Zimbabwe publishes guidelines for the farming and production of cannabis, which includes industrial production of hemp. In a bid to boost the country’s foreign exchange revenue, the Zimbabwean government embraces the rapidly growing cannabis industry.
The minister of agriculture, Anxious Masuka, said that there are three permitted categories recognized under regulations published in a government gazette. The five-year permits are issued to researchers, farmers, and industrial hemp merchants.
The regulations allow farmers to grow, market, and sell industrial hemp, while researchers can only cultivate the crop for study purposes. It also indicates that merchants may source hemp directly from farmers and process industrial hemp into products according to regulations.
So far, 37 licenses have been approved and are limited to Zimbabwean citizens and legal residents.
The move to legalize industrial cannabis production comes a year after the government’s trial run on a ten-hectare plot. The trial project, which was handled by the Zimbabwe Industrial Hemp Trust (ZIHT), cultivated five European hemp strains. The trial phase produced mixed outcomes, as only two of the hemp varieties performed well. The results indicated that poor rainfall and high temperatures were factors in the crop’s unanticipated rapid growth and flowering.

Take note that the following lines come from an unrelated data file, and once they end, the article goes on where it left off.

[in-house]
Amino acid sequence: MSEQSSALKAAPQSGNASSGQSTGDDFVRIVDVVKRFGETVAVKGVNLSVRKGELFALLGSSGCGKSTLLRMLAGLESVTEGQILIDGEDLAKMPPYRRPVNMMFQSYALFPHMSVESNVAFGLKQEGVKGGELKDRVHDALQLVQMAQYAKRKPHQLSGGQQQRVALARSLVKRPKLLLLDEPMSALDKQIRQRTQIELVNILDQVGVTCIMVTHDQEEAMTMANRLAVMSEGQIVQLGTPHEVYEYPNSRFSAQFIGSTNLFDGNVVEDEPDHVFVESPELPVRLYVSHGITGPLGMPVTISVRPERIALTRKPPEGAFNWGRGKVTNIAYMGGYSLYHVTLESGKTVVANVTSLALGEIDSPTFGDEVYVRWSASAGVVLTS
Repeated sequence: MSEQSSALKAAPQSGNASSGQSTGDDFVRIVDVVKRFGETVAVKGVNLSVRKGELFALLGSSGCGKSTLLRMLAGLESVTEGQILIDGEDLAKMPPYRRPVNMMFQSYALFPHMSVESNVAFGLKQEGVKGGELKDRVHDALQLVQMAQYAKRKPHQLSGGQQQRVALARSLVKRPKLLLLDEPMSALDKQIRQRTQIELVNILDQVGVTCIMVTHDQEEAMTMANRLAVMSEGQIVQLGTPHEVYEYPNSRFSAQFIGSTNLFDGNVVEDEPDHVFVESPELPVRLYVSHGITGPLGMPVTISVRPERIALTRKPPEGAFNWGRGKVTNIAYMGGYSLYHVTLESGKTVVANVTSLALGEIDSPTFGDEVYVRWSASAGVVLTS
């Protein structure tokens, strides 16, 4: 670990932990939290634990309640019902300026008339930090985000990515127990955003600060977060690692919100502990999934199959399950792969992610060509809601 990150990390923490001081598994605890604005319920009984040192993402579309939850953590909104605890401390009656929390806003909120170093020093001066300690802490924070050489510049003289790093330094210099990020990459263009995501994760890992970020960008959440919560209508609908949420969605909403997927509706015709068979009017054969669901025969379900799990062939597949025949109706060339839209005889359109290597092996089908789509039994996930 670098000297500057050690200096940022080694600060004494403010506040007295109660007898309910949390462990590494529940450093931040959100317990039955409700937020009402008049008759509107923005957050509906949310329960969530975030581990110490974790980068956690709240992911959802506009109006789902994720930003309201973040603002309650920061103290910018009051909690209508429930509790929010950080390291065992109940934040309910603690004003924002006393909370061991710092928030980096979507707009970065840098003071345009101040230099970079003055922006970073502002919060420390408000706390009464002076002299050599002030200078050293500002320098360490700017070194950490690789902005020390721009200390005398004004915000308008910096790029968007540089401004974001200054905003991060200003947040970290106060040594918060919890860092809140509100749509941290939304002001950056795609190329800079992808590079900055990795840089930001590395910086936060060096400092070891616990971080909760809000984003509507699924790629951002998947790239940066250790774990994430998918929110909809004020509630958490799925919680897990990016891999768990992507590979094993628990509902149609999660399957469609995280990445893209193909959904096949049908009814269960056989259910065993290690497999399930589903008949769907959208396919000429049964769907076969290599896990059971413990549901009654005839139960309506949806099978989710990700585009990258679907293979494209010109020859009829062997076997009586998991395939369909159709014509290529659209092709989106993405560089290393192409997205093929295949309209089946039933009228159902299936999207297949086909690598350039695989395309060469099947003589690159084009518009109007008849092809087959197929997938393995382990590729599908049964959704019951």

The Zimbabwean government champions its cannabis program to boost the country’s economy. The government said that it is advancing the program in part as a solution to the rapidly declining demand for cash crops in the country.
Zimbabwe is a traditionally agricultural nation with a 17 percent contribution to its GDP stemming from the agricultural sector. However, recently the country’s historically leading cash crop, tobacco, has seen a decline on its demand. Consequently, the government views cannabis as a cash crop with huge economic potential.
The production of cannabis for medicinal and research purposes in Zimbabwe took place in 2018.